Advertisement

China relaxes security review rules for some data exports

BEIJING (Reuters) -China's cyberspace regulator on Friday issued rules to facilitate and regulate cross-border data flow, clarifying reporting standards for security assessments of important data exports.

Data collected and generated in activities such as international trade and cross-border transportation that do not contain personal information or "important data" will be exempt from declaration, the Cyberspace Administration of China said.

"These substantially ease the compliance burden for foreign companies in China - although for multinational corporations in sensitive areas the 'important data' question still looms," said Tom Nunlist, associate director at research firm Trivium China.

The rules, which take effect on Friday, finalize a proposed relaxation of some of the data export rules issued last September, which at the time was greeted with relief by foreign and Chinese firms in China that trade outside the country.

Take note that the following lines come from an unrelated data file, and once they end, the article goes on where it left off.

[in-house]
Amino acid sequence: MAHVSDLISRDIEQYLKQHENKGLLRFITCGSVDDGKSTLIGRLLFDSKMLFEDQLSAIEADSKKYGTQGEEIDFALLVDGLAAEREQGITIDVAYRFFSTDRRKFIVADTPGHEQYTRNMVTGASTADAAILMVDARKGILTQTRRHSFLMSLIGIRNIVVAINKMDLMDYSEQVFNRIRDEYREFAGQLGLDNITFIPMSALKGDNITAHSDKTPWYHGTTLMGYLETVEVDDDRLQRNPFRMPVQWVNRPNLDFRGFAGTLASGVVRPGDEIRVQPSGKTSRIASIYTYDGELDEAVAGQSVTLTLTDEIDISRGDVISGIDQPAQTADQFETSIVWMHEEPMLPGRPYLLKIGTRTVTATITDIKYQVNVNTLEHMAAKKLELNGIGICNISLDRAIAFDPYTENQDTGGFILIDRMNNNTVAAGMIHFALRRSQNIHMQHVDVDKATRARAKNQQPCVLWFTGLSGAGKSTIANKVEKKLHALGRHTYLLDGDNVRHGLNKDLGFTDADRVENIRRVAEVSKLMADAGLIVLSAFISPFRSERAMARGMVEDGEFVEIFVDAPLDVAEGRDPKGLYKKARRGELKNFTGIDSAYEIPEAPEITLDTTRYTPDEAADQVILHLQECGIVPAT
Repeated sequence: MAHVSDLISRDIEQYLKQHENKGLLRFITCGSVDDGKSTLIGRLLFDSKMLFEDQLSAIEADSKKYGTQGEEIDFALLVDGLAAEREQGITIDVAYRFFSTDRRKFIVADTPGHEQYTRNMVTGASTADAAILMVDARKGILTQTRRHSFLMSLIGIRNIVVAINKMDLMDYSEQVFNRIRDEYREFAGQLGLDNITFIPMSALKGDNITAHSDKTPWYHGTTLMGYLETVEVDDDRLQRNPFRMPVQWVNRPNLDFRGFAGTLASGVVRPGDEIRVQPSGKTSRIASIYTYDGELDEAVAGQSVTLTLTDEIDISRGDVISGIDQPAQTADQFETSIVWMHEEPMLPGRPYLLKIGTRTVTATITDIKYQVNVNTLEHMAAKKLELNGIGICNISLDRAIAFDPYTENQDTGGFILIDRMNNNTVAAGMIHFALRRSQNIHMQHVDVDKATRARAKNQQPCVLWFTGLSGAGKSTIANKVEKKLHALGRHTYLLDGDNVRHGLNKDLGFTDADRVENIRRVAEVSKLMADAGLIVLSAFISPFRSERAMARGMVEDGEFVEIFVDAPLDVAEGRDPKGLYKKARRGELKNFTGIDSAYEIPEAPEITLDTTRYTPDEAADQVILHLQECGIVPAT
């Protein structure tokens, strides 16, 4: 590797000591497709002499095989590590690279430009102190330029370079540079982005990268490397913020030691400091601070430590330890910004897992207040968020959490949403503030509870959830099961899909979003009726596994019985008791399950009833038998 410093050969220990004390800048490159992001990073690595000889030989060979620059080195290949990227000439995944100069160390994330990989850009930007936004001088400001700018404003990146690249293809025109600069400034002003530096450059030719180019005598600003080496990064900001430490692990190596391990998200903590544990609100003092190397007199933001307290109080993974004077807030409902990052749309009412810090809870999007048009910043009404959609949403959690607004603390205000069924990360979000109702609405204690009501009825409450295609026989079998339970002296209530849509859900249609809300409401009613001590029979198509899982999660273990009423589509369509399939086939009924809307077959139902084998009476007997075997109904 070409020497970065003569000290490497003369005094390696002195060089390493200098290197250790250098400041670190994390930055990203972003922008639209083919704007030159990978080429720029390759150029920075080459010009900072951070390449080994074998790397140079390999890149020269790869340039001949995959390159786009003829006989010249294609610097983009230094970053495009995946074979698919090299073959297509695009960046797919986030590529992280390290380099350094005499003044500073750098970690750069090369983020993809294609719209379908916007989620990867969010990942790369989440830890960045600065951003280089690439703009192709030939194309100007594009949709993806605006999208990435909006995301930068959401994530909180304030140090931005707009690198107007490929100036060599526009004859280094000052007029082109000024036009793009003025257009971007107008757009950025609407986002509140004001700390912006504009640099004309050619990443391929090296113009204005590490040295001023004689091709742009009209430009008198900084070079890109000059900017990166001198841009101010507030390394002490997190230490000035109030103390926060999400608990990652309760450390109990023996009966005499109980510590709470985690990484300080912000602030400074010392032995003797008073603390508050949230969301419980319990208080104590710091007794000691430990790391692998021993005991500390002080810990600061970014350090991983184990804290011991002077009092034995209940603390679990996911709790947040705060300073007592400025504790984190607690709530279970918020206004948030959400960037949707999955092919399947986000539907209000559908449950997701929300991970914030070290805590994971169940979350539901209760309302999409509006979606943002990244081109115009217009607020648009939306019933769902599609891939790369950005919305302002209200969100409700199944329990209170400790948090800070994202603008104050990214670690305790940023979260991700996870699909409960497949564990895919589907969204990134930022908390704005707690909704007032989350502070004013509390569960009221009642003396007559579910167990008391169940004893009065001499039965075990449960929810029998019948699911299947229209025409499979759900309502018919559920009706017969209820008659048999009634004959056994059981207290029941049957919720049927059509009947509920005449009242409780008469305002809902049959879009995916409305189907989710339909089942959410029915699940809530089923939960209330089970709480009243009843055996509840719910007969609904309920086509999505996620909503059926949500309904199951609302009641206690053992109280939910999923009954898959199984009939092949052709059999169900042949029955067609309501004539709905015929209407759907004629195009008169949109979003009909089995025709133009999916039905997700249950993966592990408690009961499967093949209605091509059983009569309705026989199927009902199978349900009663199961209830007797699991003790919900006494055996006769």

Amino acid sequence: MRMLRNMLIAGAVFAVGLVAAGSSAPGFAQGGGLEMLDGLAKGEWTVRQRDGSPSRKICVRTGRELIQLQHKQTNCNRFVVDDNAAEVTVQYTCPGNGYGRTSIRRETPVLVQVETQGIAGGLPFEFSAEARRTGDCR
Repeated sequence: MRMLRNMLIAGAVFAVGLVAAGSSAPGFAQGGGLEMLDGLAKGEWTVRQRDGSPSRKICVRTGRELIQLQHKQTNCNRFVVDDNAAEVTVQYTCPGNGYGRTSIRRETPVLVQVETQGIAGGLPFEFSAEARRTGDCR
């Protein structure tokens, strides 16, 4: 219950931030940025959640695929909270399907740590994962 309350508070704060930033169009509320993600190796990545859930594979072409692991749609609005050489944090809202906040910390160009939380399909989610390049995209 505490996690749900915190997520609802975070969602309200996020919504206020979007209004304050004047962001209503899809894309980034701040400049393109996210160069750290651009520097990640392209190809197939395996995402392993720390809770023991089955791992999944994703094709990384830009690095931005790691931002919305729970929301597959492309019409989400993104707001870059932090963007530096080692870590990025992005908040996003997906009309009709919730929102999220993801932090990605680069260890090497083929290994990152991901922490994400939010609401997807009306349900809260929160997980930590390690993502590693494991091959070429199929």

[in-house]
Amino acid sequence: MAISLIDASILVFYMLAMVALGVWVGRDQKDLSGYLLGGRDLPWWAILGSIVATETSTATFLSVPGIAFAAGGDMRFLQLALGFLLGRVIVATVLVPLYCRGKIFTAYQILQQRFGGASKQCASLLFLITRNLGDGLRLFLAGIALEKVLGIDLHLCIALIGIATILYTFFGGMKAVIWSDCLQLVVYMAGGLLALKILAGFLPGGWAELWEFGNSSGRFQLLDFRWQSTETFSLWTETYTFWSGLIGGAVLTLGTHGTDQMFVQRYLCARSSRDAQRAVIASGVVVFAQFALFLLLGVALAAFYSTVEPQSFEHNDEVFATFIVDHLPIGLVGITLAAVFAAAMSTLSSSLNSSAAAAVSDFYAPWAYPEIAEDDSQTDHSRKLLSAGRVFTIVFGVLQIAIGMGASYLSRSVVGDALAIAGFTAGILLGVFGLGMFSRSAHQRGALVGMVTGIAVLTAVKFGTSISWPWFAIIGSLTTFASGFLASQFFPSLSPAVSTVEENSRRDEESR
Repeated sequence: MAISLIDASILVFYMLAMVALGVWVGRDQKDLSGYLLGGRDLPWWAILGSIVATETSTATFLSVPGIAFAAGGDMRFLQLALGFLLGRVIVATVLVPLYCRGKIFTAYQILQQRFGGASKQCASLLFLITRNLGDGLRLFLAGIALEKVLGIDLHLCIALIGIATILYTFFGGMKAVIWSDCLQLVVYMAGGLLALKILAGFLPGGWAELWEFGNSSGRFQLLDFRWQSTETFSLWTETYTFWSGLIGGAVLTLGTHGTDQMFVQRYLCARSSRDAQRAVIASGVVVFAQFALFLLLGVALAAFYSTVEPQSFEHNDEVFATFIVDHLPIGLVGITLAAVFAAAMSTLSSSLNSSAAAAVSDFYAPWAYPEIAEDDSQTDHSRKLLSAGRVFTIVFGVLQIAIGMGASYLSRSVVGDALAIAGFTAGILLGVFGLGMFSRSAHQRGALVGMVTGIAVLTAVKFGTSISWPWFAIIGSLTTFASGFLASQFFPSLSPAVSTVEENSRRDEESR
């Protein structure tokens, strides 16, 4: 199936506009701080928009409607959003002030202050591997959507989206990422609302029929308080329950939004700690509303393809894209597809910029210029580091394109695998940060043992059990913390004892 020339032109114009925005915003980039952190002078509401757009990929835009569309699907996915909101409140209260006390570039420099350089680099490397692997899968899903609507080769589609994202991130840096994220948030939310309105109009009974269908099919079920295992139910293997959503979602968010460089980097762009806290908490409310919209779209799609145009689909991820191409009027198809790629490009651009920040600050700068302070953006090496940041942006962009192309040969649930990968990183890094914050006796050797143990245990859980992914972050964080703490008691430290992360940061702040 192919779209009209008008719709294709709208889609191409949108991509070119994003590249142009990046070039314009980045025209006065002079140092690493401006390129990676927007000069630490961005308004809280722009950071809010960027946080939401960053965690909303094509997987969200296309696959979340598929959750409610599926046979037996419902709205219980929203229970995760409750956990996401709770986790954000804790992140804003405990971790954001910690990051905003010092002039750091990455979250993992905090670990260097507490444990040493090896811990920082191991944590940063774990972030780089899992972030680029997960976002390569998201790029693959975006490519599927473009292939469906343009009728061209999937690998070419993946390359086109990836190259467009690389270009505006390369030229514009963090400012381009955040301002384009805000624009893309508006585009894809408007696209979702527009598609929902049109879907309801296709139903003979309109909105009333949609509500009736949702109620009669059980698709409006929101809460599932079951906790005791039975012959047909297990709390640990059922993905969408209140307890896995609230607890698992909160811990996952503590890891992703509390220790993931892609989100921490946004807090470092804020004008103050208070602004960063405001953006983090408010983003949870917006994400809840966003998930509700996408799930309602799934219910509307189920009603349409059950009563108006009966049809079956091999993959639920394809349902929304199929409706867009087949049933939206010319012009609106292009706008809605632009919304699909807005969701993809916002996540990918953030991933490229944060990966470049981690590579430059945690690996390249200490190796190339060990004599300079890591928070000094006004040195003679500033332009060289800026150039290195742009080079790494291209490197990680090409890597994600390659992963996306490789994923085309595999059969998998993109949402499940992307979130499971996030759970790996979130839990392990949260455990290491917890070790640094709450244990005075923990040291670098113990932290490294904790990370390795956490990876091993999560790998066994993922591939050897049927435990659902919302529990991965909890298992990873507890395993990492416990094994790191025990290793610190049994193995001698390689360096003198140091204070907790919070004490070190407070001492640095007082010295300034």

Chinese authorities have in recent years tightened control of data generated within the country's borders as part of a national security drive - a move that triggered confusion and concern among foreign firms in China.

Firms, however, have said that more clarity is needed on how China defines "important data," currently specified as data that poses a threat to national and economic interests or affects the rights of individuals or organizations.

The rules published on Friday said Chinese authorities would also establish a "negative list system" for free trade pilot zones, allowing those areas to independently formulate lists of data that need to be included in the scope of security assessment.

Reuters reported in February that Shanghai planned to accelerate approvals for foreign firms wanting to send their local data offshore by leveraging its sprawling free trade zones.

The new rules also adjusted the conditions for data export activities that need to declare a data export security assessment and extended the validity of assessment results from two years to three years.

(Reporting by Ella Cao, Ethan Wang and Brenda Goh;Editing by Mark Potter, Andrea Ricci and Paul Simao)